Unlikely Disciples

I think I am on to a new personal favorite genre of spiritual literature: memoirs that tell the story of a person’s unlikely spiritual transformation in an environment very much unfamiliar and even inimical to the one in which he/she was raised. The market is flooded with conversion stories to Christ, but ones that tell the story in a grateful and truly humble way are few and far between. Eager new converts too often come across to their audience as, “I’ve got it, whatever ‘it’ is, and you need it, whoever ‘you’ are.” With hardly a note of personal connection, their plea for salvation falls flat as nothing more than a hawking of cheap furniture.

Two books that have come out in the last few years buck this trend, the first one by a man who remained a more informed non-believer and the second by a lesbian English professor whose transformation led her to become the wife of a Reformed Presbyterian pastor.

Kevin Roose’s The Unlikely Disciple: A Sinner’s Semester at America’s Holiest University is not as snarky as the title suggests. Growing up on the east coast, in a region very antithetical to the Bible Belt, Roose sought a more informed and compassionate understanding of ‘the other’. By enrolling as an undercover, embedded reporter at a prominent Christian fundamentalist university, Kevin was able to record the thoughts and reflections of the students for an audience that misunderstands “fundies” or takes them for granted. Certainly, there are many funny moments of culture shock, but what the author discovered ultimately about Liberty University’s students and faculty was that their often sincere attempts at spiritual growth and living for Christ get mixed up their all-too-human foibles and desires to seen and applauded by men.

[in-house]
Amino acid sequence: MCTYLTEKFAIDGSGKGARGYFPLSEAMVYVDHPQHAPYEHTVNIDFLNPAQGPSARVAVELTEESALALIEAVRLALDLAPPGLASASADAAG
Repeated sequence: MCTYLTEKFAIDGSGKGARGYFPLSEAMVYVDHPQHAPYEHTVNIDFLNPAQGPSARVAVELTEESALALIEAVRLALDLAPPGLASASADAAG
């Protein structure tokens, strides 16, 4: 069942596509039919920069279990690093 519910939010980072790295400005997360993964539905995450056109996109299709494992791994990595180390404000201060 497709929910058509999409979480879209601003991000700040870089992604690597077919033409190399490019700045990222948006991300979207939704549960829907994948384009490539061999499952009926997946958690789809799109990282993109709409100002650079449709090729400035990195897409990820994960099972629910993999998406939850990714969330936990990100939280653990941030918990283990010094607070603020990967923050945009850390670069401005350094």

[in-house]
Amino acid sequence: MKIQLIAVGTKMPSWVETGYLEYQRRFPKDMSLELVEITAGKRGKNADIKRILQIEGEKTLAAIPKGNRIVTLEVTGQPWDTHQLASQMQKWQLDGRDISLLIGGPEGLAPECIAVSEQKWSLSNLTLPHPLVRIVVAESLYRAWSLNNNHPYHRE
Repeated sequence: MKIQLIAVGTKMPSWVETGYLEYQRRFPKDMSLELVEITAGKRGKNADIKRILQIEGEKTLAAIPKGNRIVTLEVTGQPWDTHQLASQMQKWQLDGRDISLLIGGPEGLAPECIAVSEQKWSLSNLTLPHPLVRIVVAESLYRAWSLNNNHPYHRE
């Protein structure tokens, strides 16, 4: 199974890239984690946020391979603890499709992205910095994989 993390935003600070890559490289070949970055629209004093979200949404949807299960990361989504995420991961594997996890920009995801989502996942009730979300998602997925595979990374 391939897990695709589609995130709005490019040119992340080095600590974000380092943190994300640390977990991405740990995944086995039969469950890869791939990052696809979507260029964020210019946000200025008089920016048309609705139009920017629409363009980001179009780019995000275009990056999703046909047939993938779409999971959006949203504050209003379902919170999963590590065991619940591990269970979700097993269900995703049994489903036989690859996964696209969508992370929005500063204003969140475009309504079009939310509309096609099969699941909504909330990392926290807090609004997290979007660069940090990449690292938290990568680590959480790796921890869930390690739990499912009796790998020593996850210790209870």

And if anyone deserves recognition for their success in this world, Rosaria Champagne Butterfield had achieved it as a tenured professor of Syracuse University and teacher in the department of Women’s Studies. But like another Apostle Paul, she counted it all as loss for the sake of knowing Christ. It is rare that my wife and I both devour a book (she is usually a much tougher critic than I), but upon first reading about it in our favorite news magazine and then another review in the most recent edition of Salvo, we were hooked. The book is not simply valuable as a conversion narrative, but as a piece of great literature. Rosaria, the English professor, never settles for prose when poetry would heighten the praise of her Creator. And the sheer range of the author’s experience ensures that there is something in it for everyone:

  • Coming out of a lesbian lifestyle without abandoning former friends
  • Struggling with a new identity in a community that used to be the enemy
  • Embracing a monogamous marriage without idealizing the institution
  • Discovering a life-long ministry in mixed racial adoption

Without question, this book will make it to our family’s top ten list for the year, and we heartily recommend the same to you and yours. Here is a video to close with the book’s author describing her amazing journey of faith.

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